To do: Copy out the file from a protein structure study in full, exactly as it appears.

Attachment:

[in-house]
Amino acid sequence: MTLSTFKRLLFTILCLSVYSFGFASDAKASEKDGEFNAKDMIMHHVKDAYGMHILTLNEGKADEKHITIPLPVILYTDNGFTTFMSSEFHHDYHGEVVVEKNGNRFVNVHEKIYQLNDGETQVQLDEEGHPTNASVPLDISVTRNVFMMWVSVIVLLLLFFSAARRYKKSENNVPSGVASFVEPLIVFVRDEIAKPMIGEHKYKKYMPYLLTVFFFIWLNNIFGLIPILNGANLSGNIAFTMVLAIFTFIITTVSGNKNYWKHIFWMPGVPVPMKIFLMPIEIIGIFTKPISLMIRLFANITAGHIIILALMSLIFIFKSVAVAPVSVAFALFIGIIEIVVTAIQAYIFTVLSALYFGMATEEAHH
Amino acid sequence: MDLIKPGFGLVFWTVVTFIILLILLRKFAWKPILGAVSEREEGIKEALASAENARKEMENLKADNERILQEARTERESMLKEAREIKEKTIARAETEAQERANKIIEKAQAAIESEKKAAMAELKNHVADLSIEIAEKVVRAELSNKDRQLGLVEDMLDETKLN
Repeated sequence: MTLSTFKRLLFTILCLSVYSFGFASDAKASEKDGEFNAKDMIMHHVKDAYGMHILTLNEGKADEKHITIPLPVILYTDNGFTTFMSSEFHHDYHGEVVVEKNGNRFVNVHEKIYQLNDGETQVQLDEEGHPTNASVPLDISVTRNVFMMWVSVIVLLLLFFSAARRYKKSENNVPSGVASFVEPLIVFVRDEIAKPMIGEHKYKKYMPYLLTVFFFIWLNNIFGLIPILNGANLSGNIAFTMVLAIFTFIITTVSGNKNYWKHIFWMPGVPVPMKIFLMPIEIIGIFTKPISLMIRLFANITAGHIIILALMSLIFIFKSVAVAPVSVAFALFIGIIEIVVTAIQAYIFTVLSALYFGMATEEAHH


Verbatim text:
[in-house]
Amino acid sequence: MTLSTFKRLLFTILCLSVYSFGFASDAKASEKDGEFNAKDMIMHHVKDAYGMHILTLNEGKADEKHITIPLPVILYTDNGFTTFMSSEFHHDYHGEVVVEKNGNRFVNVHEKIYQLNDGETQVQLDEEGHPTNASVPLDISVTRNVFMMWVSVIVLLLLFFSAARRYKKSENNVPSGVASFVEPLIVFVRDEIAKPMIGEHKYKKYMPYLLTVFFFIWLNNIFGLIPILNGANLSGNIAFTMVLAIFTFIITTVSGNKNYWKHIFWMPGVPVPMKIFLMPIEIIGIFTKPISLMIRLFANITAGHIIILALMSLIFIFKSVAVAPVSVAFALFIGIIEIVVTAIQAYIFTVLSALYFGMATEEAHH
Amino acid sequence: MDLIKPGFGLVFWTVVTFIILLILLRKFAWKPILGAVSEREEGIKEALASAENARKEMENLKADNERILQEARTERESMLKEAREIKEKTIARAETEAQERANKIIEKAQAAIESEKKAAMAELKNHVADLSIEIAEKVVRAELSNKDRQLGLVEDMLDETKLN
Repeated sequence: MTLSTFKRLLFTILCLSVYSFGFASDAKASEKDGEFNAKDMIMHHVKDAYGMHILTLNEGKADEKHITIPLPVILYTDNGFTTFMSSEFHHDYHGEVVVEKNGNRFVNVHEKIYQLNDGETQVQLDEEGHPTNASVPLDISVTRNVFMMWVSVIVLLLLFFSAARRYKKSENNVPSGVASFVEPLIVFVRDEIAKPMIGEHKYKKYMPYLLTVFFFIWLNNIFGLIPILNGANLSGNIAFTMVLAIFTFIITTVSGNKNYWKHIFWMPGVPVPMKIFLMPIEIIGIFTKPISLMIRLFANITAGHIIILALMSLIFIFKSVAVAPVSVAFALFIGIIEIVVTAIQAYIFTVLSALYFGMATEEAHH